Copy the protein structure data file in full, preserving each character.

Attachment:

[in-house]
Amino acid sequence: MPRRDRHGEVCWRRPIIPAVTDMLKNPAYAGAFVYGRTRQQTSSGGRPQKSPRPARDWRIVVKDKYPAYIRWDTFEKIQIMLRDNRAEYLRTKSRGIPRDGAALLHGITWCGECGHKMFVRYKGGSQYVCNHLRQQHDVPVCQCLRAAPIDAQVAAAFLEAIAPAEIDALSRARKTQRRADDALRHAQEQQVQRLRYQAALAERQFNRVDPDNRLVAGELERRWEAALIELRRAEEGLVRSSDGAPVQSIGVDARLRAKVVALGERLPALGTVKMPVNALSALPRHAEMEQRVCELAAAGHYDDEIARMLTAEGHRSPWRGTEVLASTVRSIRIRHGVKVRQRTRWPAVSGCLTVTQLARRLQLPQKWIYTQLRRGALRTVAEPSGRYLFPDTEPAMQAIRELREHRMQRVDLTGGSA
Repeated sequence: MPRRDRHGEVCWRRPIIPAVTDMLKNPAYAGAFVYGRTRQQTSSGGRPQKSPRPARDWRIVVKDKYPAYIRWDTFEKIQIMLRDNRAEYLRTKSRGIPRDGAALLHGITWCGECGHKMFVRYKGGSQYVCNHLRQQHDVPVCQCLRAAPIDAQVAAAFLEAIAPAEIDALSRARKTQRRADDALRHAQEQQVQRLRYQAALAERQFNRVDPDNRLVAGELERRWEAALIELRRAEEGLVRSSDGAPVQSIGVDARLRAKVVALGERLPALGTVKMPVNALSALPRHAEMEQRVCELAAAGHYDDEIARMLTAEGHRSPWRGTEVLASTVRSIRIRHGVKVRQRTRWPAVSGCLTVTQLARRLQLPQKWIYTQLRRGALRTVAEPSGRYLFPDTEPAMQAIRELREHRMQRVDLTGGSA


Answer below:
[in-house]
Amino acid sequence: MPRRDRHGEVCWRRPIIPAVTDMLKNPAYAGAFVYGRTRQQTSSGGRPQKSPRPARDWRIVVKDKYPAYIRWDTFEKIQIMLRDNRAEYLRTKSRGIPRDGAALLHGITWCGECGHKMFVRYKGGSQYVCNHLRQQHDVPVCQCLRAAPIDAQVAAAFLEAIAPAEIDALSRARKTQRRADDALRHAQEQQVQRLRYQAALAERQFNRVDPDNRLVAGELERRWEAALIELRRAEEGLVRSSDGAPVQSIGVDARLRAKVVALGERLPALGTVKMPVNALSALPRHAEMEQRVCELAAAGHYDDEIARMLTAEGHRSPWRGTEVLASTVRSIRIRHGVKVRQRTRWPAVSGCLTVTQLARRLQLPQKWIYTQLRRGALRTVAEPSGRYLFPDTEPAMQAIRELREHRMQRVDLTGGSA
Repeated sequence: MPRRDRHGEVCWRRPIIPAVTDMLKNPAYAGAFVYGRTRQQTSSGGRPQKSPRPARDWRIVVKDKYPAYIRWDTFEKIQIMLRDNRAEYLRTKSRGIPRDGAALLHGITWCGECGHKMFVRYKGGSQYVCNHLRQQHDVPVCQCLRAAPIDAQVAAAFLEAIAPAEIDALSRARKTQRRADDALRHAQEQQVQRLRYQAALAERQFNRVDPDNRLVAGELERRWEAALIELRRAEEGLVRSSDGAPVQSIGVDARLRAKVVALGERLPALGTVKMPVNALSALPRHAEMEQRVCELAAAGHYDDEIARMLTAEGHRSPWRGTEVLASTVRSIRIRHGVKVRQRTRWPAVSGCLTVTQLARRLQLPQKWIYTQLRRGALRTVAEPSGRYLFPDTEPAMQAIRELREHRMQRVDLTGGSA